Another aspect of the present invention is a method of electrolessly depositing a smooth Ni coating on a substrate, the method comprising depositing the electroless Ni coating employing metal plating bath containing Al and/or Cu ions in an effective amount to achieve an as-deposited surface Ra of less than about 30 Å.

Another aspect of the present invention is a method of manufacturing a magnetic recording medium, the method comprising: electrolessly plating an amorphous NiP coating on a non-magnetic substrate employing a plating bath containing Al and/or Cu ions in an effective amount to achieve an as-deposited Ra of less than about 30 Å.

Additional advantages of the present invention will become readily apparent to those skilled in this art from the following detailed description, wherein only the preferred embodiment of the present invention is shown and described, simply by way of illustration of the best mode contemplated for carrying out the present invention. As will be realized, the present invention is capable of other and different embodiments, and its details are capable of modifications in various obvious respects, all without departing from the present invention. Accordingly, the drawing and description are to be regarded as illustrative in nature, and not as restrictive.

BRIEF DESCRIPTION OF DRAWINGS

FIG. 1 schematically illustrates a magnetic recording medium to which the present invention is applicable.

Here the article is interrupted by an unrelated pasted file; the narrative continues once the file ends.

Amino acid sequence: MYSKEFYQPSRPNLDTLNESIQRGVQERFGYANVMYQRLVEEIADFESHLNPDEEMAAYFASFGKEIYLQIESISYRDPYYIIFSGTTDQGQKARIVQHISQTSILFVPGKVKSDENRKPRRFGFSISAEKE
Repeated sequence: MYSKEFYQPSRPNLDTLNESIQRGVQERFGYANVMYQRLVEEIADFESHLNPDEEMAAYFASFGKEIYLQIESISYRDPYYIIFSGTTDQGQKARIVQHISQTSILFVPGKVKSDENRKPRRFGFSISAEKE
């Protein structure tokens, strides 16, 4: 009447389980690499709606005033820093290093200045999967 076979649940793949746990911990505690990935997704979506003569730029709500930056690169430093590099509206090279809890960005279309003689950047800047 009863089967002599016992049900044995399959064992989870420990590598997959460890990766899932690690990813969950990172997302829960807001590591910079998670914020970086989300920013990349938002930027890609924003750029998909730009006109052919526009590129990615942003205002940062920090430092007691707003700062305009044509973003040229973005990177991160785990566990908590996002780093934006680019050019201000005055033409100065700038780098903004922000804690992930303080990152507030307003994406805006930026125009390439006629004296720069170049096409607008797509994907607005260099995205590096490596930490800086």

FIG. 2A is a photomicrograph of an ultrasmooth Ni coating in accordance with the present invention.

FIG. 2B is a photomicrograph of a conventional Ni coating.

DESCRIPTION THE INVENTION

The present invention advantageously achieves electroless deposition of Ni coatings having an Ra less than about 30 Å, such as less than about 25 Å. In fact, during production trials, electroless amorphous NiP coatings were deposited having an as-deposited Ra of less than about 16 Å. The achievement of such ultra-smooth as-deposited electroless Ni coatings yields several technological advantages. For example, subsequent polishing, as typically employed in manufacturing a magnetic recording medium involving a rough polishing stage and a fine polishing stage, as by chemical mechanical polishing (CMP), can be significantly reduced by omitting the rough CMP stage. In addition, the present invention reduces polishing cycles and cycle time, while enhancing yield by at least 10%. The electroless deposition of NiP coatings having an as-deposited ultra-smooth surface enables and facilitates the manufacture of magnetic recording medium having high areal recording density, by enabling a reducing in the flying height of the head.